By Jessica Titlebaum Darmoni
On April 25, the Executive’s Club of Chicago hosted a discussion between Craig Donohue, Executive Chairman and CEO of Options Clearing Corporation, Aylwin Lewis, Chairman, President and CEO of Potbelly Sandwiches Works and Carter Murray, Worldwide CEO of FCB. Moderated by Nichole Barnes Marshall, Global Head of Diversity & Inclusion at AON, the conversation focused on how these leaders have addressed and implemented successful diversity and inclusion initiatives within their organizations.
Leveraging Positions of Power
Carter Murray, Worldwide CEO of FCB and the Chicago Foundation of Women’s Male Champion of Change, kicked off the discussion talking about the personal and professional reasons he is committed to gender equality.
“My mom’s family had a successful family business and while my mom was always driven, she grew up being told to get married and have children,” he said.
While his mother was persuaded against working, Murray said it was ironic that it was his mother’s twin brother who ran the family business into the ground.
“Before the company went bankrupt, my mother was able to take $50,000 out and became a successful entrepreneur.”
Murray explained that he saw how hard she had to work to prove herself, compared to her male counterparts.
“This is fundamentally wrong,” he said.
Leading a global organization, Murray also has a professional perspective on the issue. He has seen employees discriminated against because of their sexual orientation as well as female industry colleagues face sexism in the office.
Murray explained that the issue should be fixed at the top level of management.
“As a white heterosexual male, we need to fix this,” he said. “It starts with leadership. You know that quote that a fish smells from its head? As leaders we need to get this right, policies should be zero tolerance and we should not just talk, but take action.”
Agreeing with Murray, Potbelly President and CEO Aylwin Lewis also believes that inclusion needs to be part of the decision maker’s strategy. He stated,
We can’t see what’s in someone’s heart. You might have good intentions but we can’t gauge that, and we judge people on their actions.”
Craig Donohue, Executive Chairman and CEO of Options Clearing Corporation (OCC), also believes that leaders need to leverage their positions of power.
Donohue joined OCC in January 2014 after an extensive career at the CME Group where he was also committed to gender and pay equality. The CME has always had a diverse group of leaders such as Kate Meyer who led the clearing house division from 1987 to 1998, or more recently Kim Taylor who is the current President of Global Operations and Technology.
It was after speaking with his daughter, a Chicago based lawyer, about the challenges she faced in her career that he focused on the glass half empty perspective rather than the glass half-full. He asked what he could do to help the cause and has determined that bringing awareness and visibility to the issue is his solution. Donohue’s take on doing his part according to him at the event,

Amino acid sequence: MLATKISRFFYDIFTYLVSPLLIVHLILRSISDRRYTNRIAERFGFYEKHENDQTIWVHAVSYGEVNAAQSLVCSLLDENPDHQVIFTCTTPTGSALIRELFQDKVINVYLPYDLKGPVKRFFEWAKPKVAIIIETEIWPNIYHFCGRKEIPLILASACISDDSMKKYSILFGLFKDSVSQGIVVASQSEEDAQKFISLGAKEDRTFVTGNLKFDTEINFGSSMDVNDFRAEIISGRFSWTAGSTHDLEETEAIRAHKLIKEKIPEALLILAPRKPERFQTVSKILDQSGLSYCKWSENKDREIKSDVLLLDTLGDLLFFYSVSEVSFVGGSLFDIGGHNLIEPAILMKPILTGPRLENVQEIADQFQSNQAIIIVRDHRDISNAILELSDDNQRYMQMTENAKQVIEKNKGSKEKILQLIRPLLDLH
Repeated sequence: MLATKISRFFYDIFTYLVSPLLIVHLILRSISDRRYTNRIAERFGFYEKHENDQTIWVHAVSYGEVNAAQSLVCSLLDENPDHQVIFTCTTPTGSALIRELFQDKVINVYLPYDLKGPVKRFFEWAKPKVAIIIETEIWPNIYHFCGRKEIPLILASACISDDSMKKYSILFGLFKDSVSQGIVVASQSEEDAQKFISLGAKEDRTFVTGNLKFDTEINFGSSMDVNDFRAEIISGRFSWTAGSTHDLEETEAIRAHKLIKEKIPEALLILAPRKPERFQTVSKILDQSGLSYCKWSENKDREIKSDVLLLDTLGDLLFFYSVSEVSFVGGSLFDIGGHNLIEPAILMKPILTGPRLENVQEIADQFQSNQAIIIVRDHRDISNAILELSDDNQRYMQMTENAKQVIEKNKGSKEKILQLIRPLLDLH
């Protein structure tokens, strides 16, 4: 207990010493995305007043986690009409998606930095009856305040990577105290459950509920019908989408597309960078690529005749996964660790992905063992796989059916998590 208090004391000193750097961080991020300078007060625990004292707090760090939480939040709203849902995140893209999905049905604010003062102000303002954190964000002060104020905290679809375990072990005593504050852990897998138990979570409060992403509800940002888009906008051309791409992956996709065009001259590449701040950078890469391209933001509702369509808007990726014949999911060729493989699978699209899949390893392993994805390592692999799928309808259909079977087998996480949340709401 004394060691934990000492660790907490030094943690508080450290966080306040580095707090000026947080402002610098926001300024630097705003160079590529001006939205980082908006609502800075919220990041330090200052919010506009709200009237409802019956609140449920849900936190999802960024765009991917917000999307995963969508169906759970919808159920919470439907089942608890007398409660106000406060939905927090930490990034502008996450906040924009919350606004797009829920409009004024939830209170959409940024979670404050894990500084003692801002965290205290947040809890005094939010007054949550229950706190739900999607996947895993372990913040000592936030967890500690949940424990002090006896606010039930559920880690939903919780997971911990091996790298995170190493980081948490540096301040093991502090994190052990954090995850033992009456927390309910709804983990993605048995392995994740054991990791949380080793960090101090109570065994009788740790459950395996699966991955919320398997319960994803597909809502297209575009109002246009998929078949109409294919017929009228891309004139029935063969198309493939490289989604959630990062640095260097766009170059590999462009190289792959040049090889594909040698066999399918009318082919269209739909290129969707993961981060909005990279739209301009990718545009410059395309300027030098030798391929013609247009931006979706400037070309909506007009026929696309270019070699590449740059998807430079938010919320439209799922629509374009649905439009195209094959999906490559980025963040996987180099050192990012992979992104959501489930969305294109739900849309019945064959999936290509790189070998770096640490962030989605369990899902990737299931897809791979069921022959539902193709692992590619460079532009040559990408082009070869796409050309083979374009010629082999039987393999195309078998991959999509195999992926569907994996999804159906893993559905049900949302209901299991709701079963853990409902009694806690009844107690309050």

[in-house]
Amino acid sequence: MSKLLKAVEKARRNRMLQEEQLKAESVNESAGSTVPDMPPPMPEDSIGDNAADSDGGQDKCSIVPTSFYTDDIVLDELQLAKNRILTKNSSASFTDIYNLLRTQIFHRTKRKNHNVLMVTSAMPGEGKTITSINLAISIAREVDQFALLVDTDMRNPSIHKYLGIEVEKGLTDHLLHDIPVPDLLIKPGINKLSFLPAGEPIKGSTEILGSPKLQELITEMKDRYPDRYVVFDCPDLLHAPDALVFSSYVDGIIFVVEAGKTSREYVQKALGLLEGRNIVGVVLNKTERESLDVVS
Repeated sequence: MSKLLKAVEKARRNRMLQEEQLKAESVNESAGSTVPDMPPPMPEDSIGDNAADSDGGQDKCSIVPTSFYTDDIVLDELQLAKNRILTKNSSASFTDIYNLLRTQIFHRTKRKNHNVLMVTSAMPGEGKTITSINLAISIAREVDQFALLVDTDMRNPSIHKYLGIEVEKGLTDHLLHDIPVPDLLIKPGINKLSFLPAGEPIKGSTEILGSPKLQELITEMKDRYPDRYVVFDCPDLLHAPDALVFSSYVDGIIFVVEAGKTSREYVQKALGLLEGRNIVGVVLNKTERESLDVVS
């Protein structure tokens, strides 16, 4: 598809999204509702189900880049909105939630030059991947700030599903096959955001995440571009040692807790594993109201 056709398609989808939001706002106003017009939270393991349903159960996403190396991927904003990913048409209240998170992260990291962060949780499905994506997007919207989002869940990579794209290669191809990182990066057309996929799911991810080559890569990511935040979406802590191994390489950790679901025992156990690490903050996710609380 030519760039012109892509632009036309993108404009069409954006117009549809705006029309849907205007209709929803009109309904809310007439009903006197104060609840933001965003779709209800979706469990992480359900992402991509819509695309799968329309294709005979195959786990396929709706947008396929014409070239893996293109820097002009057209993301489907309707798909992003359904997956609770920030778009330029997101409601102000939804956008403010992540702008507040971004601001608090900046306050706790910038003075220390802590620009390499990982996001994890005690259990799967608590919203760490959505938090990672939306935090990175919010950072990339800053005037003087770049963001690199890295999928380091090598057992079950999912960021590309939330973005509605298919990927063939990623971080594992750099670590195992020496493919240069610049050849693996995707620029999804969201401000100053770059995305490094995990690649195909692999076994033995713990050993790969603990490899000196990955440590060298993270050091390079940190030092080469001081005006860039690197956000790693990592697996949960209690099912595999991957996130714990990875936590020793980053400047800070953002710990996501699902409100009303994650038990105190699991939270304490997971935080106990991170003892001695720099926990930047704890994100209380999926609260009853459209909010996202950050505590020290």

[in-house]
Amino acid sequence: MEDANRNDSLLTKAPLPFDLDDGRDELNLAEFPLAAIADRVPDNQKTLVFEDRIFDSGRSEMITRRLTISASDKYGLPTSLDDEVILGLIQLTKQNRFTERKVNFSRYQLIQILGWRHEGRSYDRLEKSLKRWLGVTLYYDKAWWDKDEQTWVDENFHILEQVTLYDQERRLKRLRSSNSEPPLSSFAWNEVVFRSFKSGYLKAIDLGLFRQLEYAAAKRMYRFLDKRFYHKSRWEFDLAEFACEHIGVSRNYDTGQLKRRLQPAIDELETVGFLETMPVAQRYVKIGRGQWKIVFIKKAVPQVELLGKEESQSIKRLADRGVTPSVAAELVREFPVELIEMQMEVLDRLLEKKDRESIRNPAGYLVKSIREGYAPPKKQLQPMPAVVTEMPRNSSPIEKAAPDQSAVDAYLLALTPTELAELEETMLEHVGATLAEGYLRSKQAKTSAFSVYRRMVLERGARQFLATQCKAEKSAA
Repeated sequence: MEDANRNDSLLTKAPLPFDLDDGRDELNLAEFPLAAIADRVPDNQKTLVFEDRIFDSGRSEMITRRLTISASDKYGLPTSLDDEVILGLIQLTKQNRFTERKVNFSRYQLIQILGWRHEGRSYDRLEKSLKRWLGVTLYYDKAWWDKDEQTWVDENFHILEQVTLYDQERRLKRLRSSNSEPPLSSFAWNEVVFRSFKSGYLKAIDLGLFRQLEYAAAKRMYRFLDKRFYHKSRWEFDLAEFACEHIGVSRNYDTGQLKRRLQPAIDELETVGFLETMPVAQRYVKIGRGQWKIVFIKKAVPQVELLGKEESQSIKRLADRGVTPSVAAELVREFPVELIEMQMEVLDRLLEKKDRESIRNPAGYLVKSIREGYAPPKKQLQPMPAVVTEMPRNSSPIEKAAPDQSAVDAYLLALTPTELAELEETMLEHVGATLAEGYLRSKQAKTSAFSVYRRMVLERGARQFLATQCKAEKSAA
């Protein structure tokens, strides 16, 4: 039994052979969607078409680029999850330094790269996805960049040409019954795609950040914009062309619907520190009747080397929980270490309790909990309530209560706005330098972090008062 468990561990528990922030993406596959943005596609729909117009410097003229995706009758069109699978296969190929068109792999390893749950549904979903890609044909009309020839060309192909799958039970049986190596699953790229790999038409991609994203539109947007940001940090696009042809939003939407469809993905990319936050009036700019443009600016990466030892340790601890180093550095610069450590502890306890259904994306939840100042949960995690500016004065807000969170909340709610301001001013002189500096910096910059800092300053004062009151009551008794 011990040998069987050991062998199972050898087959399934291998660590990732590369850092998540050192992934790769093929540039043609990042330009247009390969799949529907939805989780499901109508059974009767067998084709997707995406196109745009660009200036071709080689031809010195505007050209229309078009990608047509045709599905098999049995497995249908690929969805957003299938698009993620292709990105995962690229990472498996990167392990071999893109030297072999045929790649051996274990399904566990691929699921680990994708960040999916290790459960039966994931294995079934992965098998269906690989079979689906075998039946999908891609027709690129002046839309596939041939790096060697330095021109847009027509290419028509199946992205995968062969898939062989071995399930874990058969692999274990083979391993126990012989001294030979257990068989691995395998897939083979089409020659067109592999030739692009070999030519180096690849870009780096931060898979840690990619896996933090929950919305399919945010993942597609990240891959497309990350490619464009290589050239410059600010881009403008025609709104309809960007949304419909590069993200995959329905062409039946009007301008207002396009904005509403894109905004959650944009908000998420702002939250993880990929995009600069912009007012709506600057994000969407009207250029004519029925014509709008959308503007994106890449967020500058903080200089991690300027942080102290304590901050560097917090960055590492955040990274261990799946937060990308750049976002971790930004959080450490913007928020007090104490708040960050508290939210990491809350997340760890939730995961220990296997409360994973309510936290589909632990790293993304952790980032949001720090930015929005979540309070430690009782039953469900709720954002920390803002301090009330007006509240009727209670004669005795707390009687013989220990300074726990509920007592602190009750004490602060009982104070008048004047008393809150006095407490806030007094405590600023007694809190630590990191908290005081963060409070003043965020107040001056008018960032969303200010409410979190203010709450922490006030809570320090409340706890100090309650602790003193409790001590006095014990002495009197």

“We have a pulpit and we should use it.”
Donohue also talked about his experience as a ‘transformation agent.’
While a small organization, the OCC has great industry output providing clearing and settlement services for all the US options exchanges and acting as the guarantor to every options trade.Among the changes Donohue has implemented was bringing a handful of women to OCC’s Board of Directors.
He has also put women in senior level positions and on the Management Committee including Amy Shelly, OCC’s Chief Financial Officer, Jean Cawley, OCC’s Senior Vice President and Special Advisor to the Chairman and Tracy Raben, OCC’s Senior Vice President and Chief Human Resources Officer.
Evolving Pool of Talented Candidates
One of the things stressed during the conversation was that companies should look for candidates with diverse backgrounds.
“If you are not looking for something, you won’t find it,” said Donohue.
FCB’s Carter gave advice on what not to do when looking at hiring needs.
“I believe it is insulting to look to fill a position with a woman just because it’s a female candidate,” he said. “Instead, we should look to hire brilliant, talented people that will step up to the role.”
While there is onerous on the company to look for diversity within their candidates, it was also noted that the pool of talent is growing, especially in the financial sector.
“The financial industry used to be a man’s world but this is evolving as we are moving away from floor based trading, which was a physical business,” Donohue said. “We used to hire candidates with military backgrounds and that specialized in engineering and mathematics. Women are taking leading positions in these areas so the demographics are changing.”
Bringing It All Together
The Executives Club of Chicago put together an informational event on how organizations can be more successful in their diversity and inclusion initiatives. While a top down approach is most beneficial, it’s important to also bring advocacy and awareness to the issue. Identify benchmarks by looking at the workforce in categories related to diversity and evaluate how you stack up. Also, figure out what you are looking for because if you don’t know, you won’t find it. Finally, look to hire exceptional people, not just to fill quotas.
As the conversation was concluding, Barnes Marshall shared a saying often mentioned at Aon.
“Diversity is counting heads but inclusion is making heads count.”